HIGHLIGHTS FROM GLOBAL KNOWLEDGE 97
23 JUNE 1997
GK97 delegates convened in two Plenary sessions in the morning, on the
Global Knowledge Agenda and on Investing in Knowledge, and in a dinner Plenary
on Investing in Knowledge Infrastructure. Delegates met in a variety of working
sessions during the afternoon.
THE GLOBAL KNOWLEDGE AGENDA
Diane Marleau, Canadian Minister for International Cooperation and Minister
responsible for La Francophonie, emphasized the importance of equitable access
for all and productive partnerships. She stressed that information must be
practical and adaptable to local needs. Equitable access is founded upon
literacy, numeracy and problem-solving. She highlighted the importance of
education for girls, particularly in Africa, and emphasized that partnerships
can facilitate equitable access. She said governments should guarantee that all
citizens have access to information and foster an enabling environment for
private sector investment in ICT.
James D. Wolfensohn, President of the World Bank, stressed the need to
overcome the gap between rich and poor. The major challenge is to increase
people's ability to access new technology, and success must be measured by
impacts on poverty and development. He remarked that governments and
institutions should be guided by the wishes of their citizens. He recalled
Annan's observation that ignorance, not knowledge, constrains society, and he
urged participants to strive for a better world.
José María Figueres, President of Costa Rica, stressed that
the purpose of this conference is to discuss knowledge in the information age in
the context of furthering the well-being of people. He outlined Costa Rica's
experience and investments in health, infrastructure development, education,
communications and institution-building. He stressed that of all these areas,
education is the most important. He outlined many indicators of improvement,
including: increased life expectancy; improved environmental indicators; and
greater economic liberty. He suggested that sustainable development is a way of
taking decisions that encompass all areas of action in society. He called for
more work to provide access to ICT in order to ensure equality for all.
Yoweri K. Museveni, President of Uganda, stated that in the past, man has
been oppressed by nature and by fellow men. He said science and technology
enabled humanity to overcome the former, and only the universalization of
knowledge will create an equilibrium where none will use knowledge to the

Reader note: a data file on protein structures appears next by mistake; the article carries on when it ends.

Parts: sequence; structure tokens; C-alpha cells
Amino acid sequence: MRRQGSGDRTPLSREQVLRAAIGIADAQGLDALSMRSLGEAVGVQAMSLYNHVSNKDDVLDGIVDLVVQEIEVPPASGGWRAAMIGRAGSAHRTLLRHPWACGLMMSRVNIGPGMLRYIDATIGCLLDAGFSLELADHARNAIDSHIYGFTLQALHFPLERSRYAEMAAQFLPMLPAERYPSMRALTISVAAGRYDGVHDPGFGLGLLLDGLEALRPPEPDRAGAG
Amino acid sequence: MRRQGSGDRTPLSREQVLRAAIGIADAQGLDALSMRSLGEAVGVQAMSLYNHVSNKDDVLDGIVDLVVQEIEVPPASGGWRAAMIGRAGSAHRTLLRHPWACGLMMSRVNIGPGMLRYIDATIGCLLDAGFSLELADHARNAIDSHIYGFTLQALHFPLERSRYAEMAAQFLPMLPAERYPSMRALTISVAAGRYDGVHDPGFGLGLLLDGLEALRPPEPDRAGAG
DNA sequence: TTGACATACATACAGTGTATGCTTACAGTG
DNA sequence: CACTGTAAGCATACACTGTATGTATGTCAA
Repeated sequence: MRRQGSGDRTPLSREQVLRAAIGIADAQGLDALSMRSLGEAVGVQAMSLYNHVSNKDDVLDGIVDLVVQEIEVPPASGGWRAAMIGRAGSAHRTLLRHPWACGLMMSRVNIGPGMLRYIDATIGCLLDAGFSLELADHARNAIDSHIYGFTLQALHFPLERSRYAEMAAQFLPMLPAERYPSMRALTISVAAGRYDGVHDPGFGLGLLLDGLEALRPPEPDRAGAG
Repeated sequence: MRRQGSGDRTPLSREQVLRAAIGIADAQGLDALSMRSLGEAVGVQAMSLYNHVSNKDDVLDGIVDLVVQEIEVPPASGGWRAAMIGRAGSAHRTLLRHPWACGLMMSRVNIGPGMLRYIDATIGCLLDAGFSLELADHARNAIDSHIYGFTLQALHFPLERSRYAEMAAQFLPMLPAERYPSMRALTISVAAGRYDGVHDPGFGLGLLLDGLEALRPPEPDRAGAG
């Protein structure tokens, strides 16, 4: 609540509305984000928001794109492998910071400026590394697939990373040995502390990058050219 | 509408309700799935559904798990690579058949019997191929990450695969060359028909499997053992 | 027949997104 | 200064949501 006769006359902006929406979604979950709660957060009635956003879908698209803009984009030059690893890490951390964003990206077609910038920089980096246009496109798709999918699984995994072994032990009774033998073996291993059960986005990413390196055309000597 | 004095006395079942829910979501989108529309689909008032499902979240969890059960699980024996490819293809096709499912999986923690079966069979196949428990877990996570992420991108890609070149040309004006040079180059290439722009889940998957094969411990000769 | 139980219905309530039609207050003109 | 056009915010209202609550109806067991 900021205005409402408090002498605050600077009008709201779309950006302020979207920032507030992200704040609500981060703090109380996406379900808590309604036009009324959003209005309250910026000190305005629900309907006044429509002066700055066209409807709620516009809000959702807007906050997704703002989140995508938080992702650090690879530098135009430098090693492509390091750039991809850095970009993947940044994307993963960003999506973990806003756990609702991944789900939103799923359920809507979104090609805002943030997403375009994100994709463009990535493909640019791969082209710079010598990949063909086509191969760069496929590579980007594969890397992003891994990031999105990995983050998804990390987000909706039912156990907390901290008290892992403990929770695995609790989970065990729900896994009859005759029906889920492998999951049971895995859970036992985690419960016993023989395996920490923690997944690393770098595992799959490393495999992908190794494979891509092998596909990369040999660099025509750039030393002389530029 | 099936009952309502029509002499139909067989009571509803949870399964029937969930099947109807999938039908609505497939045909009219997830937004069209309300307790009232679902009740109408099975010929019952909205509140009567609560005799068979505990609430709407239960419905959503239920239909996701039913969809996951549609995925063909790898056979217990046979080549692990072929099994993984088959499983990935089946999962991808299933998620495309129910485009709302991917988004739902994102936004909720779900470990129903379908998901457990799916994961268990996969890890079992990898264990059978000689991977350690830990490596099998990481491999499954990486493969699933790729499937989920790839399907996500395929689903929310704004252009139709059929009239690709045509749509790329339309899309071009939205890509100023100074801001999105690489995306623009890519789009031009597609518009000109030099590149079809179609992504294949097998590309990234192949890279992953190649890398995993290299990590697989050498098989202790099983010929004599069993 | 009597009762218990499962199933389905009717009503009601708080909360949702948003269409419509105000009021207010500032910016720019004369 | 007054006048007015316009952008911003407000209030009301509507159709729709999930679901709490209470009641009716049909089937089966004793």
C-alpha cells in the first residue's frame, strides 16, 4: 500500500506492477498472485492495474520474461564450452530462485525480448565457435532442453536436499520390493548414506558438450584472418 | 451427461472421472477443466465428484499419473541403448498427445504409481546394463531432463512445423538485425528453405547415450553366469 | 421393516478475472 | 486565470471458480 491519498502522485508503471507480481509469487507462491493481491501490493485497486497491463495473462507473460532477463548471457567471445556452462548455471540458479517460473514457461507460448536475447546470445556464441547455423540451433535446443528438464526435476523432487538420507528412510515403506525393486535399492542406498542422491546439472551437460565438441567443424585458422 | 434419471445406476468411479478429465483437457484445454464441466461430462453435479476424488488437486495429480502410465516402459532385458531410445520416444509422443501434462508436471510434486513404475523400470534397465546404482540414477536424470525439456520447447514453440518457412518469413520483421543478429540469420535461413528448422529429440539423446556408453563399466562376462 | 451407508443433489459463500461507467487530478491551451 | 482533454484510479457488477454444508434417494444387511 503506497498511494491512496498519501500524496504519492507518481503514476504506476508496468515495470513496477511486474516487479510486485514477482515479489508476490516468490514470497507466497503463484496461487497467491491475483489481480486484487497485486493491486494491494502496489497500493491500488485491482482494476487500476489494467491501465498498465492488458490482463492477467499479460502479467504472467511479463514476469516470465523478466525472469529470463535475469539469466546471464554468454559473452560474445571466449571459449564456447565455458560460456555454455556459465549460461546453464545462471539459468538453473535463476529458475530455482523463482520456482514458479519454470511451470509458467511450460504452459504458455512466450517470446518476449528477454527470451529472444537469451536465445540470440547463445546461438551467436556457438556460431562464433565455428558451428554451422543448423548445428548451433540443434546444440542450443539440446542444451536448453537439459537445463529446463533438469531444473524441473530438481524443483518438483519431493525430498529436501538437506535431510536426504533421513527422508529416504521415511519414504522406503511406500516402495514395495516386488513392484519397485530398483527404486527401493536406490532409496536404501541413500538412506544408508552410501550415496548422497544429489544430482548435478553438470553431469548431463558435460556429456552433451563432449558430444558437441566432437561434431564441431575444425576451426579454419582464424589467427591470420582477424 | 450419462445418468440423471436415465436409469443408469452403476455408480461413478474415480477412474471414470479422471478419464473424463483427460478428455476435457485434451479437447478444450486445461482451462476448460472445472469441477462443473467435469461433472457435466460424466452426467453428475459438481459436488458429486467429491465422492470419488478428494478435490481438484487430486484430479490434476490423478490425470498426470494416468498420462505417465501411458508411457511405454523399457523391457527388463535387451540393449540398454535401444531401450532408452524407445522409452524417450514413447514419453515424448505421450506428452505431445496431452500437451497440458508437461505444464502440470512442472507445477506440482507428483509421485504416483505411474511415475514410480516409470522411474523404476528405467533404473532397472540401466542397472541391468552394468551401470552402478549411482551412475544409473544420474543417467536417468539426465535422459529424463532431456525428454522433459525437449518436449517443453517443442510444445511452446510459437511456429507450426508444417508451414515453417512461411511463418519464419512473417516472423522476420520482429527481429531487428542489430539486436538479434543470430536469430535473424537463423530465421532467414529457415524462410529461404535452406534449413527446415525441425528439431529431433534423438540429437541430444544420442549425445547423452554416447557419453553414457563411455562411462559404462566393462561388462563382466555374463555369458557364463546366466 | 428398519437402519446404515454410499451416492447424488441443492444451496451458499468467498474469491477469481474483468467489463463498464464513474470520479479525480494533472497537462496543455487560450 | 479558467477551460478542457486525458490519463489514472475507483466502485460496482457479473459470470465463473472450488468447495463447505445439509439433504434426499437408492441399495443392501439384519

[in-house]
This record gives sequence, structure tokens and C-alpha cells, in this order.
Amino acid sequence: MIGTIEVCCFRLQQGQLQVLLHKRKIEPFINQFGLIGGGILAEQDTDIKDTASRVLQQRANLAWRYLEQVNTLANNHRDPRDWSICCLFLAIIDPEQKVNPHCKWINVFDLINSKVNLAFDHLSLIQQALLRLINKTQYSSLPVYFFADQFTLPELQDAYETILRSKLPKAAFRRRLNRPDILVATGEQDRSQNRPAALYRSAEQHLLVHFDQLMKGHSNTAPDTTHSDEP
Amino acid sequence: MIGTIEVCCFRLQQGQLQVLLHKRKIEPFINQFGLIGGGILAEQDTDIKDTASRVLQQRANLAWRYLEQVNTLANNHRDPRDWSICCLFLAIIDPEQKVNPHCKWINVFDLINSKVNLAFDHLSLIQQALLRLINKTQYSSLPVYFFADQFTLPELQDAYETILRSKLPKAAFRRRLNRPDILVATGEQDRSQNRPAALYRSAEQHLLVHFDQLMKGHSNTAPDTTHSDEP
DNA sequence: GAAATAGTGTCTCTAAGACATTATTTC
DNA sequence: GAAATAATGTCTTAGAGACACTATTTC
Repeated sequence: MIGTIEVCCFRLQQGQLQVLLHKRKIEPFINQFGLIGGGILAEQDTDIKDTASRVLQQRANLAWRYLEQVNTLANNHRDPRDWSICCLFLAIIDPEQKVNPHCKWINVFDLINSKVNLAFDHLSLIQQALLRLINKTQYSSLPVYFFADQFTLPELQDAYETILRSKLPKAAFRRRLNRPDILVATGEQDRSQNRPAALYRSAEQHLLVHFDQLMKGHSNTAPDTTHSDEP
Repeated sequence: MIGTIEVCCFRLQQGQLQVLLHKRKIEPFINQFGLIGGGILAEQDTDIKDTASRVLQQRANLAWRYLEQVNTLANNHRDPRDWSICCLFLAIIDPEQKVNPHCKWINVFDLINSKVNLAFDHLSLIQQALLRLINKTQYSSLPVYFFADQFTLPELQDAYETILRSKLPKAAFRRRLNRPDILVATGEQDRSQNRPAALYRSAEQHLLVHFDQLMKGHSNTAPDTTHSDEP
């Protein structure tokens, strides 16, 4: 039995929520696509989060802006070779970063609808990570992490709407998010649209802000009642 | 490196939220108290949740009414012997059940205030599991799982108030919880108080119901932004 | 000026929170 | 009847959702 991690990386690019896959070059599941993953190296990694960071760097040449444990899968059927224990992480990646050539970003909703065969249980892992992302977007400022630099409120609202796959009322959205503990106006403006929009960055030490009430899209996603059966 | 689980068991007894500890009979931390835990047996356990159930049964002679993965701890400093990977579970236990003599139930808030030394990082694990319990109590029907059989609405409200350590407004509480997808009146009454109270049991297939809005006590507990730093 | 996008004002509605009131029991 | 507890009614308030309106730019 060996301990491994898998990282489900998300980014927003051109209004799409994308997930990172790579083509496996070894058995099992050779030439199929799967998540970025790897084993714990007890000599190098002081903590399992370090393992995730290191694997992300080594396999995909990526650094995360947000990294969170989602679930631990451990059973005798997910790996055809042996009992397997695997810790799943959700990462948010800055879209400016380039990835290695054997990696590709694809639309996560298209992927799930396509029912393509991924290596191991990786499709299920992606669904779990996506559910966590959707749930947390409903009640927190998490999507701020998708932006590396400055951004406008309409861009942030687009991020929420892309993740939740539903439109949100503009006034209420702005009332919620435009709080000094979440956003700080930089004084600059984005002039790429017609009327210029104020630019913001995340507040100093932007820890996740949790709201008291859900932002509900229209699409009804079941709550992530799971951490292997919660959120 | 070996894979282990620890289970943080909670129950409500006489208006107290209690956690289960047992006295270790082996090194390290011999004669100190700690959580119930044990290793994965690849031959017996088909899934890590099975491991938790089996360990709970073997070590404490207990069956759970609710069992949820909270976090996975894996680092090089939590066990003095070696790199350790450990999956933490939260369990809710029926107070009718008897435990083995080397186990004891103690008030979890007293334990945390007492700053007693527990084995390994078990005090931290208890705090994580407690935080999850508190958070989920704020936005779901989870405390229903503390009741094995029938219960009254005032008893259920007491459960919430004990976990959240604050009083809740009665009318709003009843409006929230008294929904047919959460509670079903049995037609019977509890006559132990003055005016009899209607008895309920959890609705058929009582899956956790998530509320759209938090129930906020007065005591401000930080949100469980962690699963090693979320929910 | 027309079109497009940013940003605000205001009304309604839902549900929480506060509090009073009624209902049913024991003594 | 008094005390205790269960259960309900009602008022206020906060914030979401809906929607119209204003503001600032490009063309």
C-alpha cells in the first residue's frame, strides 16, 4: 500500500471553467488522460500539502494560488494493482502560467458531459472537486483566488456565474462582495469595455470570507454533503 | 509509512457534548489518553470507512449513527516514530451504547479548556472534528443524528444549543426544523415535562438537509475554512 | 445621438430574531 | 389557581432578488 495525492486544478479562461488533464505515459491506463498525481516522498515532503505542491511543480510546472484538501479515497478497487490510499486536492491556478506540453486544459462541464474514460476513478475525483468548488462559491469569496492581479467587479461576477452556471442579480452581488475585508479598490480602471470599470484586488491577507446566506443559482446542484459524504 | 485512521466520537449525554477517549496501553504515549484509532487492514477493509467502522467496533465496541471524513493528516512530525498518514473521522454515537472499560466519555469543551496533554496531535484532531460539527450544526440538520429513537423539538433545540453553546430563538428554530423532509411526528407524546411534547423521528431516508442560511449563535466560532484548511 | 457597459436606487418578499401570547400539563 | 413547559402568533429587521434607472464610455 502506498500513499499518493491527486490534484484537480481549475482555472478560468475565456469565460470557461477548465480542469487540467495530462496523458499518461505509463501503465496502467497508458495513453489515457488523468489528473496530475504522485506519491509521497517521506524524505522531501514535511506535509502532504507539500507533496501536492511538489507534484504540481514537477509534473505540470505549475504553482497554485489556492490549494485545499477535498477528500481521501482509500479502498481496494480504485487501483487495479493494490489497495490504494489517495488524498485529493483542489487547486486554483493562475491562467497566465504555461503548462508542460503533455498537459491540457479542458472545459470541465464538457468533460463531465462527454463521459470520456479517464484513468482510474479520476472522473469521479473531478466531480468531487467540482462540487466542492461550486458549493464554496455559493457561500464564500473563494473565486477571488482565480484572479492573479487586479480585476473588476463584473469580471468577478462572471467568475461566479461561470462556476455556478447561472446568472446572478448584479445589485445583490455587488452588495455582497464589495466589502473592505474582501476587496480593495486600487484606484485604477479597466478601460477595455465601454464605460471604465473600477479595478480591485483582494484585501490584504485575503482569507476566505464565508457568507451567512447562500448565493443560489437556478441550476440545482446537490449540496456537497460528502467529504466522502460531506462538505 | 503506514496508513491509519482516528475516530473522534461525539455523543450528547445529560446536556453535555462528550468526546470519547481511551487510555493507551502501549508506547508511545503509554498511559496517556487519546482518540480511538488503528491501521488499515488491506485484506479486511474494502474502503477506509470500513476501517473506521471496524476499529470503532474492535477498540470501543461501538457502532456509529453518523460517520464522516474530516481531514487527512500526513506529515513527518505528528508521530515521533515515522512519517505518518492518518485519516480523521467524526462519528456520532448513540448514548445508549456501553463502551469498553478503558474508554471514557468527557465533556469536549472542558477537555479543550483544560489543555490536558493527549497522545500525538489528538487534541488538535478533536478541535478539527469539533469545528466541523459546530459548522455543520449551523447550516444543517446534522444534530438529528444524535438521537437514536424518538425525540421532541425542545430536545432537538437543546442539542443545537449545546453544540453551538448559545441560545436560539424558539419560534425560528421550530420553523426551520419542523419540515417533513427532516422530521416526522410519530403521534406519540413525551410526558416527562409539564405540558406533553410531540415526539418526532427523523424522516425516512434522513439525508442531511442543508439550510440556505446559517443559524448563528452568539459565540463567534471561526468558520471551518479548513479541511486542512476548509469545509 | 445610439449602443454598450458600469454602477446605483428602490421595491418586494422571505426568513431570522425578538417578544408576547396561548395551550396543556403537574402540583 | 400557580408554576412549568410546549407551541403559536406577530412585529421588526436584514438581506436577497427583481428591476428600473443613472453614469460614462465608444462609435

detriment of others. He outlined the obstacles to access to knowledge in Uganda:
illiteracy; archaic curricula; difficulties in the transmission of knowledge to
farmers; and dormancy of ancient knowledge. He highlighted efforts to address
these obstacles: reducing the cost of education and expanding secondary and
university education; reforming curricula and allowing the demands of the labor
market to shape curricula; expanding the network of extension workers; and
working to bring products of ancient knowledge to the marketplace. He stressed
that as knowledge spreads across the globe and becomes more democratically
owned, an adjustment in the world system will be essential, and all will have to
find a niche where they can contribute to this knowledge.
INVESTING IN KNOWLEDGE
Maurice Strong, Special Advisor to the UN Secretary-General, chaired the
Plenary. He stressed that although GK97 is focusing on knowledge, civilizational
changes driven by the knowledge revolution are also at issue.
Joy Male, Administrator, Mengo Senior School, Kampala, Uganda, spoke of the
pioneering school-to-school initiative (SSI) underway in Uganda. The SSI, a
one-year pilot project started in 1996, has made computers, printers and, for
the first time in Uganda, access to the Internet available to three schools. The
SSI is very popular in the schools and local communities and is being used to
network, share best practices and increase skills. She outlined challenges for
the future: to ensure the program continues beyond the pilot project, and to
carry the program forward into other schools.
Joseph E. Stiglitz, Senior Vice President and Chief Economist of the World
Bank, emphasized that knowledge is the driving force behind economic
development. He listed prerequisites of the telecommunication revolution,
including: continued investment in human capital; an enabling environment for
investments in new technologies; policies that ensure that the benefits of
economic growth are shared widely; creation of knowledge infrastructure; and
democratic development. He stressed the importance of: effective competition
leading to low prices and allowing the poor to participate; a regulatory
structure to protect consumers; and political and regulatory stability.
John Manley, Canadian Minister of Industry, observed that advances in
information technology are transforming industrial economies into
knowledge-based economies. He emphasized that this state of "connectedness"
provides new opportunities and has the potential to level the playing field
between developed and developing nations. Developing countries can "leapfrog"
old technologies and avoid regulatory and policy pitfalls. He stressed, however,
that we must not lose sight of basic human values. He outlined several programs
that Canada will initiate at home and abroad to improve access to IT tools and
Fawzi Al-Sultan, President of the International Fund for Agricultural
Development (IFAD), stated that for knowledge to become a force for poverty
alleviation, the poor require access to experiences of comparable communities,
and their knowledge must be sharpened by access to outside knowledge in ways
that enable them to select those elements most relevant to their needs. He said
information is the cornerstone of sustainable development, and modern
technologies must be made available to the poor. He outlined efforts by IFAD in
this regard. He stressed that investment in knowledge represents a commitment to
people and a better future for all.
Delegates also attended a Plenary dinner, sponsored by the GK97 private
sector partners, where statements were delivered by: Michael Dell, Founder and
Chairman, Dell Computer Corporation, Claude Forget, Special Advisor to Chairman
of the Board and CEO, Teleglobe, Inc., and Jean Monty, Vice-Chairman and CEO,
Nortel. (Editor's Note: these speeches are available in RealAudio at
A variety of working sessions were held in the afternoon. Following are
summaries from some of these sessions.
Partnership for Knowledge Sharing and Connectivity: Special Challenges in
Africa: In this two-part session, it was noted that Africa was the last
continent to be connected to the Internet. The Africa Information Society
Initiative, which aims to enhance information infrastructure and ensure that
every African has the information necessary to build economic capacity and
exercise democratic rights, was described. Panelists addressed a range of social
and technological issues, often noting that despite difficulties with costs,